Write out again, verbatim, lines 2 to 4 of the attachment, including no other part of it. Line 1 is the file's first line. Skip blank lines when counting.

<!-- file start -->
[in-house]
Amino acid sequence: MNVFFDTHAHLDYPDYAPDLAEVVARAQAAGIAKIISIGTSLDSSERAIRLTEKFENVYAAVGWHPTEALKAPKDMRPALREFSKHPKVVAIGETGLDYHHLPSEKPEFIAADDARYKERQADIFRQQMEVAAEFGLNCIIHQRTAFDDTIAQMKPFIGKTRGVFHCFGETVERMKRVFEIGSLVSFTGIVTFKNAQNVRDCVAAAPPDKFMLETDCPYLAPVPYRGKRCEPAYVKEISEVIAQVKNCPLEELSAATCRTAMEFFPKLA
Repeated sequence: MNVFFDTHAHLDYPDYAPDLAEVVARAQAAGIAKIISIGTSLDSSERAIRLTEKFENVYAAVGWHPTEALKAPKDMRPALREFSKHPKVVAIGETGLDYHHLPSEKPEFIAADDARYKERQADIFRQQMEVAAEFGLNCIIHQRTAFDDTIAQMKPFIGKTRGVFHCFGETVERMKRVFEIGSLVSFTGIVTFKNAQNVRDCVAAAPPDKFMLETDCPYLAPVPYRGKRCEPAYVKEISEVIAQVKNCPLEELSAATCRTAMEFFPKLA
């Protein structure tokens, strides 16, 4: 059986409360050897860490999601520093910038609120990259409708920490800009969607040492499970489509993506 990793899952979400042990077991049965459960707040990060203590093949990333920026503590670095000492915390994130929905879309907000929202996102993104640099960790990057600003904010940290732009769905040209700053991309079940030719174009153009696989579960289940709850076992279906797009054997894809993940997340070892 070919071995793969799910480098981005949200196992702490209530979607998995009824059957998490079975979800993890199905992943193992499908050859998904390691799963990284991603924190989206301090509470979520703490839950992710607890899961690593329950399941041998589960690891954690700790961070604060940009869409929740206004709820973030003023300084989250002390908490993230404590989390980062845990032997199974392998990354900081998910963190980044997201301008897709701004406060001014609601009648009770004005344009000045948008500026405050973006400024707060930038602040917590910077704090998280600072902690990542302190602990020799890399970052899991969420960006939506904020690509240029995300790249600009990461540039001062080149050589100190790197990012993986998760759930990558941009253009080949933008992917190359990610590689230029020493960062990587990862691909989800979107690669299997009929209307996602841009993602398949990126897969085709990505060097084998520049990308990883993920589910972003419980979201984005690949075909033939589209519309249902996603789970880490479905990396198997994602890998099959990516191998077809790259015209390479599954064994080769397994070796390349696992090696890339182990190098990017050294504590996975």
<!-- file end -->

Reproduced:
Amino acid sequence: MNVFFDTHAHLDYPDYAPDLAEVVARAQAAGIAKIISIGTSLDSSERAIRLTEKFENVYAAVGWHPTEALKAPKDMRPALREFSKHPKVVAIGETGLDYHHLPSEKPEFIAADDARYKERQADIFRQQMEVAAEFGLNCIIHQRTAFDDTIAQMKPFIGKTRGVFHCFGETVERMKRVFEIGSLVSFTGIVTFKNAQNVRDCVAAAPPDKFMLETDCPYLAPVPYRGKRCEPAYVKEISEVIAQVKNCPLEELSAATCRTAMEFFPKLA
Repeated sequence: MNVFFDTHAHLDYPDYAPDLAEVVARAQAAGIAKIISIGTSLDSSERAIRLTEKFENVYAAVGWHPTEALKAPKDMRPALREFSKHPKVVAIGETGLDYHHLPSEKPEFIAADDARYKERQADIFRQQMEVAAEFGLNCIIHQRTAFDDTIAQMKPFIGKTRGVFHCFGETVERMKRVFEIGSLVSFTGIVTFKNAQNVRDCVAAAPPDKFMLETDCPYLAPVPYRGKRCEPAYVKEISEVIAQVKNCPLEELSAATCRTAMEFFPKLA
């Protein structure tokens, strides 16, 4: 059986409360050897860490999601520093910038609120990259409708920490800009969607040492499970489509993506 990793899952979400042990077991049965459960707040990060203590093949990333920026503590670095000492915390994130929905879309907000929202996102993104640099960790990057600003904010940290732009769905040209700053991309079940030719174009153009696989579960289940709850076992279906797009054997894809993940997340070892 070919071995793969799910480098981005949200196992702490209530979607998995009824059957998490079975979800993890199905992943193992499908050859998904390691799963990284991603924190989206301090509470979520703490839950992710607890899961690593329950399941041998589960690891954690700790961070604060940009869409929740206004709820973030003023300084989250002390908490993230404590989390980062845990032997199974392998990354900081998910963190980044997201301008897709701004406060001014609601009648009770004005344009000045948008500026405050973006400024707060930038602040917590910077704090998280600072902690990542302190602990020799890399970052899991969420960006939506904020690509240029995300790249600009990461540039001062080149050589100190790197990012993986998760759930990558941009253009080949933008992917190359990610590689230029020493960062990587990862691909989800979107690669299997009929209307996602841009993602398949990126897969085709990505060097084998520049990308990883993920589910972003419980979201984005690949075909033939589209519309249902996603789970880490479905990396198997994602890998099959990516191998077809790259015209390479599954064994080769397994070796390349696992090696890339182990190098990017050294504590996975």